Light detector 110 may be one or more light sensors, such as light emitting diodes, that are mounted in or on, or carried by, autonomous vehicle 100. For example, there may be multiple sensors which can be mounted at different locations on autonomous vehicle 100, including in a particular pattern to maximize detection and analysis of incoming light. In some embodiments light detector 110 extends outwardly from autonomous vehicle 100. For example, light detector 110 may be an organized array of light sensors on or in a ball or other geometric structure that is mounted to or extending from autonomous vehicle 100. In an embodiment, an array of light sensors mounted on a ball can receive light simultaneously from multiple different directions and angles, thereby simultaneously receiving light from several different light sources. In some embodiments, light detector 110 comprises one or more CCD cameras oriented to detect emitted light. According to embodiments, light detector 110 comprises optics to narrow the detection beam of the sensors.

In some embodiments, light detector 110 is configured to measure the intensity of the light and send the data to a pulse width modulation (“PWM”) decoder which translates the intensity values into a data stream. The PWM decoder can use the data to retrieve the unique identifier emitted by the light source. In some embodiments, autonomous vehicle 100 may be programmed or directed to detect the strongest possible effect of a light source by repositioning itself within the light effect radius.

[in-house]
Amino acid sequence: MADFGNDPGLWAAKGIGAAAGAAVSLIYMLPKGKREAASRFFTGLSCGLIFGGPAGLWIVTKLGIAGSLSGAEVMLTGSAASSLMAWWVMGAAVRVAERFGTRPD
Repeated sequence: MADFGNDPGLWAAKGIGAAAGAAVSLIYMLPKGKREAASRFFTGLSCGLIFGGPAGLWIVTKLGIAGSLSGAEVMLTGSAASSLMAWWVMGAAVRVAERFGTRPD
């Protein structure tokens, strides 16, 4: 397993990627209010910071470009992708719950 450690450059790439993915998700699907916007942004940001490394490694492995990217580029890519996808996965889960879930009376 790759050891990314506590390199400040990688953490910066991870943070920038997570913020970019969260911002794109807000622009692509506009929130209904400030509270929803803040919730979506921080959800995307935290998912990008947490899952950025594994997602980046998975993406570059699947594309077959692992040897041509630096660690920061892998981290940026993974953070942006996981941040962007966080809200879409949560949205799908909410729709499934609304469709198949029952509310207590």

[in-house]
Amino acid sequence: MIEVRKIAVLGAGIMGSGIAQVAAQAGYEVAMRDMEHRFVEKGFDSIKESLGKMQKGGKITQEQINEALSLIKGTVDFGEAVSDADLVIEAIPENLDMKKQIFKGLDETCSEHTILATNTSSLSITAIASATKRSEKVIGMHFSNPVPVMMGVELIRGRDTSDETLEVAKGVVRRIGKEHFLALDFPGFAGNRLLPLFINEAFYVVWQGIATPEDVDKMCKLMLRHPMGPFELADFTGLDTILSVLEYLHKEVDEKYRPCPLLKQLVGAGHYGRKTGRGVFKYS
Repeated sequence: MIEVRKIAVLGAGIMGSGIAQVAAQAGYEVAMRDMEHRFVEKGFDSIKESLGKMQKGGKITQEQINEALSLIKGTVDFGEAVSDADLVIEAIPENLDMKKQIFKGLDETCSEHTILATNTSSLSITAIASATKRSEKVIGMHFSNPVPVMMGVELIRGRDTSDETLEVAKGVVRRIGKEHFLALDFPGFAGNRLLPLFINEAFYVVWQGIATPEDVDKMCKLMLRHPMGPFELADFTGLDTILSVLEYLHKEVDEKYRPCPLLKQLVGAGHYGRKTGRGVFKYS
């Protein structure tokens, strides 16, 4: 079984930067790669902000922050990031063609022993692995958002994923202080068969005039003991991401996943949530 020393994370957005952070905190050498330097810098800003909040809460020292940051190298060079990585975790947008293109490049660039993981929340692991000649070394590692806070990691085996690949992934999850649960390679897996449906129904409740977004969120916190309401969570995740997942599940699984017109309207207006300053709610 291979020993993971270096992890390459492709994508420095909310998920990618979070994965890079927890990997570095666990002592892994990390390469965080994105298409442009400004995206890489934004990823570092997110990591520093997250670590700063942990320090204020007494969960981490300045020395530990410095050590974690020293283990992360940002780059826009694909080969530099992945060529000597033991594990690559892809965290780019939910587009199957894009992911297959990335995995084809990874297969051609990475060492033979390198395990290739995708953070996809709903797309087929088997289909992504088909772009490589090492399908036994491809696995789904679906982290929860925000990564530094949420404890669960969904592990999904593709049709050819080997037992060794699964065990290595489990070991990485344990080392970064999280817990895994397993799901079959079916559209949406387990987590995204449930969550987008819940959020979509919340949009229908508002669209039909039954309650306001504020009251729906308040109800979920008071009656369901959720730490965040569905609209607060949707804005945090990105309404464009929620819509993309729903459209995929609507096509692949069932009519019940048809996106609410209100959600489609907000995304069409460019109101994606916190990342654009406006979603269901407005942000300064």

In some embodiments, the unique identifier emitted by the light source is pre-programmed or otherwise already entered into a database of identifiers. The obtained identifier can then be compared to the database of identifiers to search for a match. A match can be used to determine, verify, or correct a pre-programmed location for that light source. For example, according to some embodiments, a unique identifier is associated with a specific location and that information is stored in a database. During commissioning using the autonomous vehicle, location information can be retrieved from the database once the vehicle has determined an identifier using light detector 110. In some embodiments, that retrieved location information can be compared to the location information independently determined by autonomous vehicle 100. The results of the comparison can be utilized to confirm or correct the previously-stored location information associated with that unique identifier.